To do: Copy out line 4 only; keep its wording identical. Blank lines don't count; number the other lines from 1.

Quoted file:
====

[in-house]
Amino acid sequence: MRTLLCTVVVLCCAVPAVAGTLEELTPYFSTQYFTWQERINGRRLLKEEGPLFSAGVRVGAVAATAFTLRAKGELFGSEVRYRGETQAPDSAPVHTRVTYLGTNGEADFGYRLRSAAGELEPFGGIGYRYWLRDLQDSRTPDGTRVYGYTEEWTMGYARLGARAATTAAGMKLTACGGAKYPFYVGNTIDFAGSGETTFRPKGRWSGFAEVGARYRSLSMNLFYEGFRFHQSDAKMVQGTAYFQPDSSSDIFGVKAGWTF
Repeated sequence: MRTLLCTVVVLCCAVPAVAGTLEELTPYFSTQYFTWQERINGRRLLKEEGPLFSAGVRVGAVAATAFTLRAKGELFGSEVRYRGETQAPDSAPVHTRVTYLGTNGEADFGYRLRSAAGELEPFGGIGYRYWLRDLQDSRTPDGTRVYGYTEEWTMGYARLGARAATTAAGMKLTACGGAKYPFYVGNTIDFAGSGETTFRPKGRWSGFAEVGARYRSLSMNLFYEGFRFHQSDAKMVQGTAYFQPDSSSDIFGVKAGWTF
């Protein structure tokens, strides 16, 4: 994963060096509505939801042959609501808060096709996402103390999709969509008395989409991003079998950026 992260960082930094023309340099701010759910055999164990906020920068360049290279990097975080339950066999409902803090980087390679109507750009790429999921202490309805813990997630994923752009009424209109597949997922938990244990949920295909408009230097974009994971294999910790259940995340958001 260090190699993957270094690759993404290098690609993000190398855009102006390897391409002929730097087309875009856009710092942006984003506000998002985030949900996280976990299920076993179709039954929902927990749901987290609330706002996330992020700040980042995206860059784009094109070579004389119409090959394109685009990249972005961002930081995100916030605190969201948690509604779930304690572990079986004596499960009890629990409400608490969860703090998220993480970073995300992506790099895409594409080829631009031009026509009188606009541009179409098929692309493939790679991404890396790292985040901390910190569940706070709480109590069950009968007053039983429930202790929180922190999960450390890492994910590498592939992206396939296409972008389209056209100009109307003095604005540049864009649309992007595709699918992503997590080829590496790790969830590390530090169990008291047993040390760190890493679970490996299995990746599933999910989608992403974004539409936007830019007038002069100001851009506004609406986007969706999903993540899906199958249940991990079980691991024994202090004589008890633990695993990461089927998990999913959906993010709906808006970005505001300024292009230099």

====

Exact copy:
């Protein structure tokens, strides 16, 4: 994963060096509505939801042959609501808060096709996402103390999709969509008395989409991003079998950026 992260960082930094023309340099701010759910055999164990906020920068360049290279990097975080339950066999409902803090980087390679109507750009790429999921202490309805813990997630994923752009009424209109597949997922938990244990949920295909408009230097974009994971294999910790259940995340958001 260090190699993957270094690759993404290098690609993000190398855009102006390897391409002929730097087309875009856009710092942006984003506000998002985030949900996280976990299920076993179709039954929902927990749901987290609330706002996330992020700040980042995206860059784009094109070579004389119409090959394109685009990249972005961002930081995100916030605190969201948690509604779930304690572990079986004596499960009890629990409400608490969860703090998220993480970073995300992506790099895409594409080829631009031009026509009188606009541009179409098929692309493939790679991404890396790292985040901390910190569940706070709480109590069950009968007053039983429930202790929180922190999960450390890492994910590498592939992206396939296409972008389209056209100009109307003095604005540049864009649309992007595709699918992503997590080829590496790790969830590390530090169990008291047993040390760190890493679970490996299995990746599933999910989608992403974004539409936007830019007038002069100001851009506004609406986007969706999903993540899906199958249940991990079980691991024994202090004589008890633990695993990461089927998990999913959906993010709906808006970005505001300024292009230099």